Sex, Power, Feminism and the New Adult Heroine (Part 2)

I ended last week’s This Author’s Life #Thursday with this question:

So how does that increased sexual assurance translate into a twenty-first century feminism and female and empowerment?

And now it’s time to talk about it.

I’ve been a feminist all of my life, though that ideology has taken a variety of forms, and some purists might argue that I’ve deviated from the path now and then. However, in the strictest sense of the word–that feminism is all about advocating for and believing in the rights and abilities of women–I’ve always been a feminist. I believe women have the ability to do whatever they desire.

However, while I know that women and men should be treated equally, it doesn’t necessarily mean the same. While I know that I can hold a job, lead a government or fight in a battle, I still want to have doors held for me. I still want a man to treat me like a lady, and I am more than happy to treat him like a gentleman. Equality does not negate gender roles.

In 2015, we pay nice lip service to equality. There is a still a gender gap in wages, and there still exists some sense that women cannot be responsible or strong as men. We’ve passed laws to make changes, but laws don’t change hearts and minds.

Women who are strong and take charge are still thought as bitchy, while men who do the same are admired.

Women whose comfort with their sexuality might lead to multiple partners are considered sluts, while men who sleep with multiple women are called studs.

Let’s stop and consider this: if we persist in this way of thinking, we are not only slowing the evolution of women’s rights, we are in effect creating a class of women who can never be anything but so-called sluts. If we allow that men having multiple sex partners is okay–but the same is not true for women–there must be a group of women having sex with the studs whom society will shame and deride.

Do you see the level of unfairness here?

How does this, any of this, relate to books and writing? Well, I believe strongly that how we depict people in fiction has an enormous impact on how we view and related to them in real life. So when we only create characters who make ‘good’ sexual choices and reward them accordingly within the story, we’re saying that’s what we expect of girls outside literature. When we choose to punish characters who make what society might consider questionable sexual choices–through consequence or simply by portraying them as less than desirable–we’re saying that women can only expect those same results in real life.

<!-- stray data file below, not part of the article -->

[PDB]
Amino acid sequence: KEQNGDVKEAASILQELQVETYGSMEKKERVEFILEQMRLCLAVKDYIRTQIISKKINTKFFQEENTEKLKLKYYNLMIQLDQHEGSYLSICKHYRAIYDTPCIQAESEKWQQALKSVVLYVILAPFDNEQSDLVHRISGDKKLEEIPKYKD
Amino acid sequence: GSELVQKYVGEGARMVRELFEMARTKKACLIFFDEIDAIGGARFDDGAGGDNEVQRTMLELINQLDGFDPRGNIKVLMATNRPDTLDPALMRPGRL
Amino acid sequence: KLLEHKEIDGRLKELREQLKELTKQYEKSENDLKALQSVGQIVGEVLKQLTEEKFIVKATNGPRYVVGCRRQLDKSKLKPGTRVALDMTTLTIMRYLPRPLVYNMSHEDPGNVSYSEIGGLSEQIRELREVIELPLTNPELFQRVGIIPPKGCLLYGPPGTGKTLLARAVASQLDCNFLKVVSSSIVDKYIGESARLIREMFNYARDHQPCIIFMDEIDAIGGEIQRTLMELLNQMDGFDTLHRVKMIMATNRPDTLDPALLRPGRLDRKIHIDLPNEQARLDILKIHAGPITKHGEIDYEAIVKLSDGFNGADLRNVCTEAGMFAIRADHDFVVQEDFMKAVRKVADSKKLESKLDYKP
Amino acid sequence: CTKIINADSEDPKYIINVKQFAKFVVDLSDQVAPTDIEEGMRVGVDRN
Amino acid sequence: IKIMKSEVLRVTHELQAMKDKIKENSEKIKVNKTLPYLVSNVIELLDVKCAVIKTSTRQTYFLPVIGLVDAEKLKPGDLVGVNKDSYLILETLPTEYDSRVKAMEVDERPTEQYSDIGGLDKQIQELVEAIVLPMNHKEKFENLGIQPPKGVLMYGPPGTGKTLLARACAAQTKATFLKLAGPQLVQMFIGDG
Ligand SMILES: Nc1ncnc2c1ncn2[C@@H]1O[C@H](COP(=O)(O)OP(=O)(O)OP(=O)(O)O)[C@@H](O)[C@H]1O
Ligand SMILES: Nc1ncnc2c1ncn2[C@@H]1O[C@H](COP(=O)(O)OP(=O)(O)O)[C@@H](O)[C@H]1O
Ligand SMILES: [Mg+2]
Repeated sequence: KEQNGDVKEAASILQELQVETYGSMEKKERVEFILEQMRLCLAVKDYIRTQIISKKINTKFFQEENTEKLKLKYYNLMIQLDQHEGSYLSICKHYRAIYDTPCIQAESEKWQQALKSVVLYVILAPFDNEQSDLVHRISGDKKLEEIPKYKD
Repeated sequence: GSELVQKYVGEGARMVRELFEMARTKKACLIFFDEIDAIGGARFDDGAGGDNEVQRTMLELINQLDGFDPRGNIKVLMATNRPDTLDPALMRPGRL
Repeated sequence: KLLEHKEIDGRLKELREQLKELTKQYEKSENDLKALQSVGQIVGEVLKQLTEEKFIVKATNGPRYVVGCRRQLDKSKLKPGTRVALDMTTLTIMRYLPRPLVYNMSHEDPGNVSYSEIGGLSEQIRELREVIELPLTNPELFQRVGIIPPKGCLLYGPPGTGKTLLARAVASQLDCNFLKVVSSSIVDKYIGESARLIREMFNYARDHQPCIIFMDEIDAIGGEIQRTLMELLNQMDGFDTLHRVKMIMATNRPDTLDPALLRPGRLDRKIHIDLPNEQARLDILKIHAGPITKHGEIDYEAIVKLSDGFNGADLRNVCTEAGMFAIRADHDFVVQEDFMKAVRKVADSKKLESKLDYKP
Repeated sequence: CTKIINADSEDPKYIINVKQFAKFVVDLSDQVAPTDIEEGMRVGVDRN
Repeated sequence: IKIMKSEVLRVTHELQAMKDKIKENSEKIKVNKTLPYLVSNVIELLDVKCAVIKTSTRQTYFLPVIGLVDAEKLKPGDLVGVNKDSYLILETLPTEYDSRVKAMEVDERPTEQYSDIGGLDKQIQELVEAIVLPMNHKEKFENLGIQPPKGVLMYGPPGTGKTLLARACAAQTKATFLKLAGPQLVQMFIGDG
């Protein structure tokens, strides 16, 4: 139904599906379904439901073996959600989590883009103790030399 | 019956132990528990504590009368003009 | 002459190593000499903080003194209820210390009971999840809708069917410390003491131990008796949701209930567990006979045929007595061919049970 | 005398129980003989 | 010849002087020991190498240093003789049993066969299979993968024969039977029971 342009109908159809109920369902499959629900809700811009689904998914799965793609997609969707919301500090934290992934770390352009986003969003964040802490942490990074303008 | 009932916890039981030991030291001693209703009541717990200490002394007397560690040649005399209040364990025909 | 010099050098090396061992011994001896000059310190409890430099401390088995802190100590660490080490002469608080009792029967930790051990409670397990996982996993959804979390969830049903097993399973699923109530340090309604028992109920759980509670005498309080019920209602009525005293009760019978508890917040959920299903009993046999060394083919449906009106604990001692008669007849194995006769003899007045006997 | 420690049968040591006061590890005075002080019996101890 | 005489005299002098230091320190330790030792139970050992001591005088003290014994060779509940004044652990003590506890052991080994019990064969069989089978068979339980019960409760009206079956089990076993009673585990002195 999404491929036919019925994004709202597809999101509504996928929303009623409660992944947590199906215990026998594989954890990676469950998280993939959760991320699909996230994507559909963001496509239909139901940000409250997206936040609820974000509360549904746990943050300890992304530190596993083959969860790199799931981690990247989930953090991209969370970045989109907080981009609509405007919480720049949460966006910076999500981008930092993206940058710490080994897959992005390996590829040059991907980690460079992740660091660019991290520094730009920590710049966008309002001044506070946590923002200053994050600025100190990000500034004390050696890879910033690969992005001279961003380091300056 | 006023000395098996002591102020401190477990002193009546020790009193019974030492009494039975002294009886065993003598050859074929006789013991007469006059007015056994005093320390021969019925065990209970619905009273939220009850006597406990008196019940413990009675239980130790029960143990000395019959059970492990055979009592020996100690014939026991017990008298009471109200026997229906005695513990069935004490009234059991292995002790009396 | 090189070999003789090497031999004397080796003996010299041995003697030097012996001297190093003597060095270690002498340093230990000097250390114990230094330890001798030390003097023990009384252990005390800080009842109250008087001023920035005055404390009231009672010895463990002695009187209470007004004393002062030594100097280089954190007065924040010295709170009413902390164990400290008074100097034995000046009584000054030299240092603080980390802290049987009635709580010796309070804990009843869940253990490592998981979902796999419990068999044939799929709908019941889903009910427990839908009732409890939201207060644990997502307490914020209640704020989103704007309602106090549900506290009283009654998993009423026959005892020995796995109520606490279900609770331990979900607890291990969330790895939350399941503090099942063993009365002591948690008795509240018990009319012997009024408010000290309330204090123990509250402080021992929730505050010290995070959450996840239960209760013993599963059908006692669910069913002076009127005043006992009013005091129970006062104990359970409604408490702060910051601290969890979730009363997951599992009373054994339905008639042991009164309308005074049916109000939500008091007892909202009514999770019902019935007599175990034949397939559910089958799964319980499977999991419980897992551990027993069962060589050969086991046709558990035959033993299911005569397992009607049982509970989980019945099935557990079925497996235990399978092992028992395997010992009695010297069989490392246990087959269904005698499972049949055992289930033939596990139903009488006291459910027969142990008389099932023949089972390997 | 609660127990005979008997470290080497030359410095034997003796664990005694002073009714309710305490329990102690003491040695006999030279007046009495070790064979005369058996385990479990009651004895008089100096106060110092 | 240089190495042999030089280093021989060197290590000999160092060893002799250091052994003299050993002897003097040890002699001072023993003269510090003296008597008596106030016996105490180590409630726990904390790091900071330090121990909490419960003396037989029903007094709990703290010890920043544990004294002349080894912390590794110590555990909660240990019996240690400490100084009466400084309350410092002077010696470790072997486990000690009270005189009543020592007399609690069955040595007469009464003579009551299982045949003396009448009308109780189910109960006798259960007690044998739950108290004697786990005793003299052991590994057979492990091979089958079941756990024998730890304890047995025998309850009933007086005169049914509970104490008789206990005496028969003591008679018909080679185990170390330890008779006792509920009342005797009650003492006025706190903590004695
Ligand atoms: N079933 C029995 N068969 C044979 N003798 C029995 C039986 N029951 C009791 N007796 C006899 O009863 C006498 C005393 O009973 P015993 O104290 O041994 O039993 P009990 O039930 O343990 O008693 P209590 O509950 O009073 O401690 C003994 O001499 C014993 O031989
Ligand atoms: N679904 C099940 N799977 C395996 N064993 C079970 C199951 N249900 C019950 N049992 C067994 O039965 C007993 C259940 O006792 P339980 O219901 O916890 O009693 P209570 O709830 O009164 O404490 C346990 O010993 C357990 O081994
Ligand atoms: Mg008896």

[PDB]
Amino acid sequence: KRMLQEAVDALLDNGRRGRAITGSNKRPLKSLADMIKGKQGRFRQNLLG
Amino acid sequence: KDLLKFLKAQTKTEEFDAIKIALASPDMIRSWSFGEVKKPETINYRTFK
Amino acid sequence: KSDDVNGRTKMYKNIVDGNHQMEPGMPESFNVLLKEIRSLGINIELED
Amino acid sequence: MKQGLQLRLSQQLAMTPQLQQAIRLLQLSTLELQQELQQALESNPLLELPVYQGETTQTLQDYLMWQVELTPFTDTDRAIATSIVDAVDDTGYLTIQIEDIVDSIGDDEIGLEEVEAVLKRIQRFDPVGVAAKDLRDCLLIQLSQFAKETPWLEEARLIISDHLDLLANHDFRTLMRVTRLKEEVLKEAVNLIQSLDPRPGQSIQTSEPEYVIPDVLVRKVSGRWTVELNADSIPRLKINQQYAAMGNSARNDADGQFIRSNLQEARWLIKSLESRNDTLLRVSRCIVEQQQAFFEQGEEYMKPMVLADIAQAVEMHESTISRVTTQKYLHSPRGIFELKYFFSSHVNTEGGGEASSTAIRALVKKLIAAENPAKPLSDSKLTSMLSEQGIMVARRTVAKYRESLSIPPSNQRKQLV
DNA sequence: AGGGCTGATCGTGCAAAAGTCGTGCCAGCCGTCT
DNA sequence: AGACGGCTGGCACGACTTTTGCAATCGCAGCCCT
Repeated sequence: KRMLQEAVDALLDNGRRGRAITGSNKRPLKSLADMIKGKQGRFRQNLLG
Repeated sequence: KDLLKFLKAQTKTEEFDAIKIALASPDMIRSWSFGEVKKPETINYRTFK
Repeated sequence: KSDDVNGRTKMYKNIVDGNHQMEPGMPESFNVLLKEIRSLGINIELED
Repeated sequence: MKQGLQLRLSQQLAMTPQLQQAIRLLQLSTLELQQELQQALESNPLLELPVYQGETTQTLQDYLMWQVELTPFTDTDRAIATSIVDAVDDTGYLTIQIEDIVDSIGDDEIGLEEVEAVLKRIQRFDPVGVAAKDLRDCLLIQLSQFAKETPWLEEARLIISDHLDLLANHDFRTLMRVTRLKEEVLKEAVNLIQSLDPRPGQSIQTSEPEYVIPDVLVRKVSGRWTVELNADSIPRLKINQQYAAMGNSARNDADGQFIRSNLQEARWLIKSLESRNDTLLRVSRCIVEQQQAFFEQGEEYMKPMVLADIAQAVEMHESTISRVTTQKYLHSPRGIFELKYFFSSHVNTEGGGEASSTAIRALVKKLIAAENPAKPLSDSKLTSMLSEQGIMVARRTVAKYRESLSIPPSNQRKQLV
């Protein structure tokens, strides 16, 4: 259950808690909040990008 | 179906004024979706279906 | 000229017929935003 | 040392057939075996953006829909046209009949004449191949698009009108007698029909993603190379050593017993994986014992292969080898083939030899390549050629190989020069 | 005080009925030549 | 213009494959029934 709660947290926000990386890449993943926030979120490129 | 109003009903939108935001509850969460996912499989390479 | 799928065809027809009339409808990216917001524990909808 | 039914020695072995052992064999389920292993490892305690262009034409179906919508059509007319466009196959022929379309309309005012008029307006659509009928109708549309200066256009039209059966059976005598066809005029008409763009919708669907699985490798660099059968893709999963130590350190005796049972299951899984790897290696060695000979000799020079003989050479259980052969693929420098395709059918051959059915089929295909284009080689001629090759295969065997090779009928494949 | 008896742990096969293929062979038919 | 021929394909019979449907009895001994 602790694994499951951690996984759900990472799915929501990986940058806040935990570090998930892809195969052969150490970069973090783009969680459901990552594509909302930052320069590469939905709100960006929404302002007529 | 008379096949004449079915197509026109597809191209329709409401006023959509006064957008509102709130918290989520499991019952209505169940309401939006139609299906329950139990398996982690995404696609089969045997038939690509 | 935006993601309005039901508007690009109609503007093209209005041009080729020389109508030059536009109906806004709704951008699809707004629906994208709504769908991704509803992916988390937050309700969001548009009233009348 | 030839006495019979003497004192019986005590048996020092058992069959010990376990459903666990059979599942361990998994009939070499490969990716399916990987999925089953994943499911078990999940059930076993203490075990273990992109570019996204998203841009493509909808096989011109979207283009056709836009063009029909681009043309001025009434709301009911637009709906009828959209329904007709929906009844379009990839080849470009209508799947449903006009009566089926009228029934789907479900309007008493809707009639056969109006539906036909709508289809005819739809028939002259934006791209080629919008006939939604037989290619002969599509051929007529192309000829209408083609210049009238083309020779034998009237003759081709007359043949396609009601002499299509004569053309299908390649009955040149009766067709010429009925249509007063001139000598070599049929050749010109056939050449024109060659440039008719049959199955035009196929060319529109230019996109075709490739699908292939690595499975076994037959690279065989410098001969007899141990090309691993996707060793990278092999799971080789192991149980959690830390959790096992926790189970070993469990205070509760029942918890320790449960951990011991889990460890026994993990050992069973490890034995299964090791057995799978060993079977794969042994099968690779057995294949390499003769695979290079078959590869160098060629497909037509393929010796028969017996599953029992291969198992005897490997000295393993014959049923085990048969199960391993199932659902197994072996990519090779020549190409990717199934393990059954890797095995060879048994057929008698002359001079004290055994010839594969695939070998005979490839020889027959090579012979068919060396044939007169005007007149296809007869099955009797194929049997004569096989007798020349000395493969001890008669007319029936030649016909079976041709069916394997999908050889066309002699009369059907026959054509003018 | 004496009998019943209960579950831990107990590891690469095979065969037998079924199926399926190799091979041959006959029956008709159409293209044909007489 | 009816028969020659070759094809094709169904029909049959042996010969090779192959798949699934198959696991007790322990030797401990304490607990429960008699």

Let’s take the book I’ve been talking about all week, Sarina Bowen’s The Shameless Hour. If you haven’t read it and you don’t want to be spoiled, please stop now. I can’t delve into this topic without talking about specifics.

We all good? Spoilers are okay?

Bella is a character who, it is clear from the beginning, has made sexual choices that are very different from those we usually see in our heroines. Bella likes sex. She has a lot of it. She’s friendly and tactile with her friends on the hockey team, and she’s mistrusted and not liked by other girls. Bella doesn’t have girl friends.

When she meets Rafe, he’s just been dumped by his girlfriend on the night they were slated to have sex for the first time, both of them virgins. Bella comforts Rafe, and then, as it’s second nature to her, she has sex with him, not knowing that this is his first experience.

Rafe’s guilt for sleeping with a girl he doesn’t know well and for indulging in what he sees as casual sex makes him leave in the middle of the night and avoid Bella for weeks. Bella, for her part, feels the rebuff as judgment on Rafe’s part. It hurts, even though she doesn’t regret her actions.

She does end up regretting a night with a football player not long thereafter, because the jerk gives her chlamydia. When she goes to tell him, so that he can be treated, too, he drugs her drink and with his frat brothers, writes horrible and derisive words on her body, takes pictures and puts them up on a website.

Now Bella is broken. She’s alone, devastated that this could happen to her. Rafe comes to her aid, and over the course of the next months, he helps her to recover both mentally and emotionally, with the help of a new friend–Bella’s first female pal.

What’s different about this book is that we are on the side of the shamed female. We’re not seeing this story through the eyes of the hockey player’s girlfriend, the ‘good’ girl who hates the slutty team manager. We see Bella as a real, whole person, not a caricature. And Rafe, in all his undoubted masculinity, is this time in the role we so often see saved for girls: he wants sex to mean something. He wants a relationship with Bella, not just casual fun. He’s willing to wait and deny himself in order to have that. It’s a nice change to see a man portrayed with such feeling.

Bella is a strong, powerful character. Part of that strength is her sexuality and her comfort with it. I feel that Joss in Undeniable is the same, and even Meghan from The Last One. I’m happy that we’re seeing more of these women populating our books.

Until we’re ready to accept strong sexualized females in our favorite stories, we won’t be able to accept them in our society.

And now I’m climbing off my soap box. Next week we’ll talk about something far more frivolous and not at all weighty. I promise.